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Farming Feature December 2020 - Land Transactions

Farming Feature December 2020 - Land Transactions


There is no doubt that residential property, including houses and lifestyle blocks, is in huge demand right now. There are many reasons for this including New Zealand’s Covid-19 status as a safe place to live, record low interest rates which are supporting people getting a mortgage, KiwiSaver first home withdrawals, and an increasing number of New Zealanders coming home from overseas with significant amounts to spend on housing. In addition, property is seen to be a tax effective and reasonably safe type of investment, and likely to be a better bet than the minimal interest rates being offered on a term deposit at present. This high demand for housing with limited supply available, has pushed prices to record levels.

Lifestyle Blocks

Lifestyle blocks are back in favour at the moment, with a high amount of demand and properties selling in quick fashion. We get a number of calls frequently asking about the GST implications for lifestyle blocks. Where the seller of the block is GST registered, then they must charge 15% GST on the value of the farmland that comes with the property. This makes the purchase more expense for the buyer.

Generally, our advice to people purchasing lifestyle blocks is that they must satisfy a ‘Business Test’ in order to claim back the GST on the purchase price. To satisfy a business test the land being purchased must be able to support a viable business and this can come in the form of a contractor’s depot or some sort of intensive farming, including intensive calf rearing or breeding chickens or going into horticulture. If a purchaser does register for GST in order to avoid paying GST on the purchase, then they will need to add GST when they sell the property, which may make selling the property more difficult in the future.

Subdivision of Farm Land


With lifestyle blocks in high demand, we are seeing a number of subdivisions being contemplated. If the subdivision is more than of a minor nature and the work being carried out takes place within ten years of owning the farm, then tax would generally be payable on the sale proceeds of the subdivision. Where a minor subdivision is being undertaken and the proceeds of the sale are not taxable, then the costs involved in the subdivision would generally be not tax deductible. The Inland Revenue Department look at a person’s history of selling property and intention when purchasing the farm, along with the size and scale of the subdivision when determining whether or not subdivision proceeds would be taxable. This part of the tax law is not straight-forward and good advice is essential.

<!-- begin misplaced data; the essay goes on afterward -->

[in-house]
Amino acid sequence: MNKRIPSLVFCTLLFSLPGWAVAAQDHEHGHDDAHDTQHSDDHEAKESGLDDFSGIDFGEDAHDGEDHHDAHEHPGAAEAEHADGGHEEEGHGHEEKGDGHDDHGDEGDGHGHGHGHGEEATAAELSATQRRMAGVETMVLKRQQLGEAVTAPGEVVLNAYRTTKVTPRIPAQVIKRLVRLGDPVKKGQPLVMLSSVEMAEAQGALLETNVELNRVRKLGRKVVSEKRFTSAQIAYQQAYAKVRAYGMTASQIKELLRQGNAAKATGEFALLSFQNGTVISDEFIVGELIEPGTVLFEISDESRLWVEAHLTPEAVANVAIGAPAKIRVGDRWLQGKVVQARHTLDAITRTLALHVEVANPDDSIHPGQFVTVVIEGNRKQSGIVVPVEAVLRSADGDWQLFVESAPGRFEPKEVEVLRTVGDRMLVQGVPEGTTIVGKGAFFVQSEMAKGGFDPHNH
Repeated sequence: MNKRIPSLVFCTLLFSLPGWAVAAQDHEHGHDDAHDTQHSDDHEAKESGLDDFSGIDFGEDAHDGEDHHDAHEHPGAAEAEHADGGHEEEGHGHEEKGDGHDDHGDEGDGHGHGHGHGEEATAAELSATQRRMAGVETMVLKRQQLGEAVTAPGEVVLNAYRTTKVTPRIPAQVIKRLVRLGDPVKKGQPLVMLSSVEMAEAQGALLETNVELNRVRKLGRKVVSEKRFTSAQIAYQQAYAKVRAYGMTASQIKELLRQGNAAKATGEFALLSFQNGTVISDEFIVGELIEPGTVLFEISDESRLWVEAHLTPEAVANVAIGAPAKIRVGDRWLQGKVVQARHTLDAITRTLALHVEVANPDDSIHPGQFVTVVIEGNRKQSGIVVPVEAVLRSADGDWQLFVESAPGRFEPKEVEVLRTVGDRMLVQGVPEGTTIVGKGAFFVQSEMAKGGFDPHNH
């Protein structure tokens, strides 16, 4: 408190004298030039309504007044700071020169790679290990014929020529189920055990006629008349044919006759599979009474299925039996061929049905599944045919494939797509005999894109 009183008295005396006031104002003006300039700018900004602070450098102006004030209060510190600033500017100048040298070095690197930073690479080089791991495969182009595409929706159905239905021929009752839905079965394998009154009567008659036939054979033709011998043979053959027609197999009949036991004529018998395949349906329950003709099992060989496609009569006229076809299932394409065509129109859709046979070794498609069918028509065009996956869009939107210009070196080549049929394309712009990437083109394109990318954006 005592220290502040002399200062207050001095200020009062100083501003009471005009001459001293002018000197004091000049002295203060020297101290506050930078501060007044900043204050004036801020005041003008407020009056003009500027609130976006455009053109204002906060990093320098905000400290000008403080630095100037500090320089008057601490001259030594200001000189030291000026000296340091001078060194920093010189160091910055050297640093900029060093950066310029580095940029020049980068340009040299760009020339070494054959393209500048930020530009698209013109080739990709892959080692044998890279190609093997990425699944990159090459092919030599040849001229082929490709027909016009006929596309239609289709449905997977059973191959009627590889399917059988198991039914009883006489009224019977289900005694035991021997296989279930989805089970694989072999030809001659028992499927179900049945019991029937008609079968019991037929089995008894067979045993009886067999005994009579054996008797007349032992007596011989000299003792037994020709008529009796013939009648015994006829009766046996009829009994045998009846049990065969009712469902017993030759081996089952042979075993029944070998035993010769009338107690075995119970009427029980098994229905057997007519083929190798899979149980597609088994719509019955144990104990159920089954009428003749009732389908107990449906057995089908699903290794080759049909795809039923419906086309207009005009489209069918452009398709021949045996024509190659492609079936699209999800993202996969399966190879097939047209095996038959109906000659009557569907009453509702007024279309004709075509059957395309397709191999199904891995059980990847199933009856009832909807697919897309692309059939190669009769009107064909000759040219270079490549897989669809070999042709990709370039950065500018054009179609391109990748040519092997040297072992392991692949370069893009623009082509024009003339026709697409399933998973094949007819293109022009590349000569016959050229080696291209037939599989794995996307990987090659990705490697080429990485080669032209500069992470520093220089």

Selling off the House and Section


We see a number of cases where a farmer purchases a farm and then sells off the house and section as this is surplus to requirements. If you are going to subdivide and sell off the house and section, you need to make sure that this is appropriately valued in the purchase agreement on the original purchase. The house and section fall under the bright line test and if it is owned for less than five years then any profits from the sale of the house and section will be taxable. Always check with your accountant and solicitor before signing any agreements to ensure that values listed in the agreement are correct.

Bright Line Test

The bright line property rule applies to properties purchased after 1 October 2015. If you sell a residential property that has been owned for less than five years, then income tax may be payable. The main exemptions to the rule are where the property sold is your main home, or the property has been inherited. The bright line property rule applies for property purchases on or after the 1st October 2015 through to the 28th March 2018 (and sold within two years), or if the property has been purchased on or after the 29th March 2018 and sold within five years.

Therefore, the bright line test applies to people’s rental properties, beach properties, as well as bare sections that can have houses built on them. It applies to where a house owner sells to a trust or another associated entity, or to the house owners’ children.

The Inland Revenue Department is currently matching peoples tax returns with property transactions and is contacting those who might be affected and asking tax advisors to do the same.

Our advice for anyone who is not sure about their tax obligations when they are selling land or a house is to always get good advice before entering into and signing any contracts.

Article by Cheyne Waldron, Chartered Accountant and director of Bailey Ingham Ltd

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